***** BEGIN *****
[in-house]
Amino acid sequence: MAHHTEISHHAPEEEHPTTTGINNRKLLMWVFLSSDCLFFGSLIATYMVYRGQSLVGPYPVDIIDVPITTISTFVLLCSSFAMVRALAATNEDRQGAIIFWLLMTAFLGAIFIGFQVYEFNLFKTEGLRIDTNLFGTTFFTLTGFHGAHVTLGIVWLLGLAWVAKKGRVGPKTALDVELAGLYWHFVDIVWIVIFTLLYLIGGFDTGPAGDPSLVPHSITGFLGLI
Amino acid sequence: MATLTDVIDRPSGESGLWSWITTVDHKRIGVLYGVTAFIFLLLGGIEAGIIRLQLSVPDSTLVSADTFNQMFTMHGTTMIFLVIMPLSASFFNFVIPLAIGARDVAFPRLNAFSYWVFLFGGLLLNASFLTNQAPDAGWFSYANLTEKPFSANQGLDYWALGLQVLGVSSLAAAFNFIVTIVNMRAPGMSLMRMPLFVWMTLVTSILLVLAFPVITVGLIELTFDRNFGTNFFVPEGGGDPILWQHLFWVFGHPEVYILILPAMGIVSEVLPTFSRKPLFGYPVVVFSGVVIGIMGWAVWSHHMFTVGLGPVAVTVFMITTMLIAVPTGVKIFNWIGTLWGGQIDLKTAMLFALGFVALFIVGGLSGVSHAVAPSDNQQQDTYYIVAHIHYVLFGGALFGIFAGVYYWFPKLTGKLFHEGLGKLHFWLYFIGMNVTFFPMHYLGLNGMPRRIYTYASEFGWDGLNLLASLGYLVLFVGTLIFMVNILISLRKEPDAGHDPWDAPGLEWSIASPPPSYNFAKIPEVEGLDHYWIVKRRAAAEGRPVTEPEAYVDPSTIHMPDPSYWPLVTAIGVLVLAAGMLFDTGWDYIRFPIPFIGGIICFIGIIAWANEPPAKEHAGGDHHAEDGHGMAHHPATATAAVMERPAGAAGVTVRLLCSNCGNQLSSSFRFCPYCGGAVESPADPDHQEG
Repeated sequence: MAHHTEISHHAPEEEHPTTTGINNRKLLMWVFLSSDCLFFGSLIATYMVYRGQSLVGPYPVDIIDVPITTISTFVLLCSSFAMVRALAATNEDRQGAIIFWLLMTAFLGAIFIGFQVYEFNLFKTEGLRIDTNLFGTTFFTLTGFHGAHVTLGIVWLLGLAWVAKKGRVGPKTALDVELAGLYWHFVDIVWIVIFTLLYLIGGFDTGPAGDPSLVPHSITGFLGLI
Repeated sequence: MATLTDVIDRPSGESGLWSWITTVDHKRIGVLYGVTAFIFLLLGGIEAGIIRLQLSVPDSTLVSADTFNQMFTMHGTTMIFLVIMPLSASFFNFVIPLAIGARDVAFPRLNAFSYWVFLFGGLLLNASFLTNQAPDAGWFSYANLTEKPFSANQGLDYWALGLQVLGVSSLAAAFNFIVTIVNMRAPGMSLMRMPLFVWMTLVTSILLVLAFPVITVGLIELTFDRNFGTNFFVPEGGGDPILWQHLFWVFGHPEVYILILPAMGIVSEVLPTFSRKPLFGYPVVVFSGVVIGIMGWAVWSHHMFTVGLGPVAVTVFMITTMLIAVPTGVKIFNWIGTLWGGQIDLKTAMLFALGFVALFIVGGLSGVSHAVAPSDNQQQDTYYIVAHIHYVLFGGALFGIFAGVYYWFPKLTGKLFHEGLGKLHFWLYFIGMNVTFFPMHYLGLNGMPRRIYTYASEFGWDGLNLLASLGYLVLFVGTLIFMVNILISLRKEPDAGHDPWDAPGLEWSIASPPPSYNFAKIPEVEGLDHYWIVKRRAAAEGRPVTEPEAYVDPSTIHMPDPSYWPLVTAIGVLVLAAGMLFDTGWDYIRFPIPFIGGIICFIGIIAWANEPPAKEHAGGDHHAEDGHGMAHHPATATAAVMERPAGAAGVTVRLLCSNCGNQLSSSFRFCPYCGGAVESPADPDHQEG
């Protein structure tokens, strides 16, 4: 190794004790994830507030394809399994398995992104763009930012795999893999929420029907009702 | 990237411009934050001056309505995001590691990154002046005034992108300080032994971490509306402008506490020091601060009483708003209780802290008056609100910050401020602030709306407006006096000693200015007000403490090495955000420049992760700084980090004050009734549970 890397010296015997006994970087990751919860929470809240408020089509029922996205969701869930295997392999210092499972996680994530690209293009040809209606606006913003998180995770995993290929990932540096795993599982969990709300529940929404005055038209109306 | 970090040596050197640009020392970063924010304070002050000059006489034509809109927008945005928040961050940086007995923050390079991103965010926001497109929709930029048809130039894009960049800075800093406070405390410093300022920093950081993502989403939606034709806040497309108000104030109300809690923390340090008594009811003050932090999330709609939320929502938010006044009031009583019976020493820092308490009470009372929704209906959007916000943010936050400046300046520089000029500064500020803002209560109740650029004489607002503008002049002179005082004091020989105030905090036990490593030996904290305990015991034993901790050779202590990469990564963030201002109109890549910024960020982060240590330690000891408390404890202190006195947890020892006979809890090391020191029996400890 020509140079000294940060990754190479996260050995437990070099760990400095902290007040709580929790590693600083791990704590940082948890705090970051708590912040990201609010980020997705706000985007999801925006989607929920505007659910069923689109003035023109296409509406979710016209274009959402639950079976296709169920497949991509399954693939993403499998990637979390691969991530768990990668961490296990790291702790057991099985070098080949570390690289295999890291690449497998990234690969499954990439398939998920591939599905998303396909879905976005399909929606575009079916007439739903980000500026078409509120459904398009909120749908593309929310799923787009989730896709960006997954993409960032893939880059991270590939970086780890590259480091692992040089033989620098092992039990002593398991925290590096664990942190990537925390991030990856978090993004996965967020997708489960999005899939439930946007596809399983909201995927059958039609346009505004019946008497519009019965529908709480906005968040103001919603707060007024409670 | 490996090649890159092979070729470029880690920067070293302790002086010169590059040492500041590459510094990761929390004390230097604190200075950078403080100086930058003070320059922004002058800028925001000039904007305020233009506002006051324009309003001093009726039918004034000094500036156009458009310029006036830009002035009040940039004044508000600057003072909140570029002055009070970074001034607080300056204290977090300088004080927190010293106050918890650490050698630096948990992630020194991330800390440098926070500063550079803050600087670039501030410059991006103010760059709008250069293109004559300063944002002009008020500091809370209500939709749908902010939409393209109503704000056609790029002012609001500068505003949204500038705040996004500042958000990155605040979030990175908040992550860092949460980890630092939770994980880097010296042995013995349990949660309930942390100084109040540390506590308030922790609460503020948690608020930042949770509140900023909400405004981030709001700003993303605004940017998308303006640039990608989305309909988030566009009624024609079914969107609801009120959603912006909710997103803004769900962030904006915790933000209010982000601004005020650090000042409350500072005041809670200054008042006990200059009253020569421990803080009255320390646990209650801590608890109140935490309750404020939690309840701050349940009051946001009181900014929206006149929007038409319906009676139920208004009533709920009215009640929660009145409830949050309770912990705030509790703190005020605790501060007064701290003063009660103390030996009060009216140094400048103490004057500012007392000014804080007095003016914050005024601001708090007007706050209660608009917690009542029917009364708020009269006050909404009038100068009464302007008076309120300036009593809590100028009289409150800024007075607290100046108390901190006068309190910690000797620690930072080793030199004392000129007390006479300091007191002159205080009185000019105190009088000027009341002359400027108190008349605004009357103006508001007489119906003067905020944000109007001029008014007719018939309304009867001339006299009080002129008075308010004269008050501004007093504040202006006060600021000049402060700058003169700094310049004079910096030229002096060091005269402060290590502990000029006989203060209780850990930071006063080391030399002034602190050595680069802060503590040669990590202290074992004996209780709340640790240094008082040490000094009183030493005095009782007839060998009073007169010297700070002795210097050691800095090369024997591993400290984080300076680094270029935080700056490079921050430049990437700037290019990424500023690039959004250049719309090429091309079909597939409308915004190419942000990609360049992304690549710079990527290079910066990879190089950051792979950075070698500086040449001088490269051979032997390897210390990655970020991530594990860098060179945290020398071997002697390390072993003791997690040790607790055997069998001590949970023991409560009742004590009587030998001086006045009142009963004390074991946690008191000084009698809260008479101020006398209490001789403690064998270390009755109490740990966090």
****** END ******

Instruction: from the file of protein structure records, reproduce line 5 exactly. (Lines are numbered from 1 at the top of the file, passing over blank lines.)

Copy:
Repeated sequence: MATLTDVIDRPSGESGLWSWITTVDHKRIGVLYGVTAFIFLLLGGIEAGIIRLQLSVPDSTLVSADTFNQMFTMHGTTMIFLVIMPLSASFFNFVIPLAIGARDVAFPRLNAFSYWVFLFGGLLLNASFLTNQAPDAGWFSYANLTEKPFSANQGLDYWALGLQVLGVSSLAAAFNFIVTIVNMRAPGMSLMRMPLFVWMTLVTSILLVLAFPVITVGLIELTFDRNFGTNFFVPEGGGDPILWQHLFWVFGHPEVYILILPAMGIVSEVLPTFSRKPLFGYPVVVFSGVVIGIMGWAVWSHHMFTVGLGPVAVTVFMITTMLIAVPTGVKIFNWIGTLWGGQIDLKTAMLFALGFVALFIVGGLSGVSHAVAPSDNQQQDTYYIVAHIHYVLFGGALFGIFAGVYYWFPKLTGKLFHEGLGKLHFWLYFIGMNVTFFPMHYLGLNGMPRRIYTYASEFGWDGLNLLASLGYLVLFVGTLIFMVNILISLRKEPDAGHDPWDAPGLEWSIASPPPSYNFAKIPEVEGLDHYWIVKRRAAAEGRPVTEPEAYVDPSTIHMPDPSYWPLVTAIGVLVLAAGMLFDTGWDYIRFPIPFIGGIICFIGIIAWANEPPAKEHAGGDHHAEDGHGMAHHPATATAAVMERPAGAAGVTVRLLCSNCGNQLSSSFRFCPYCGGAVESPADPDHQEG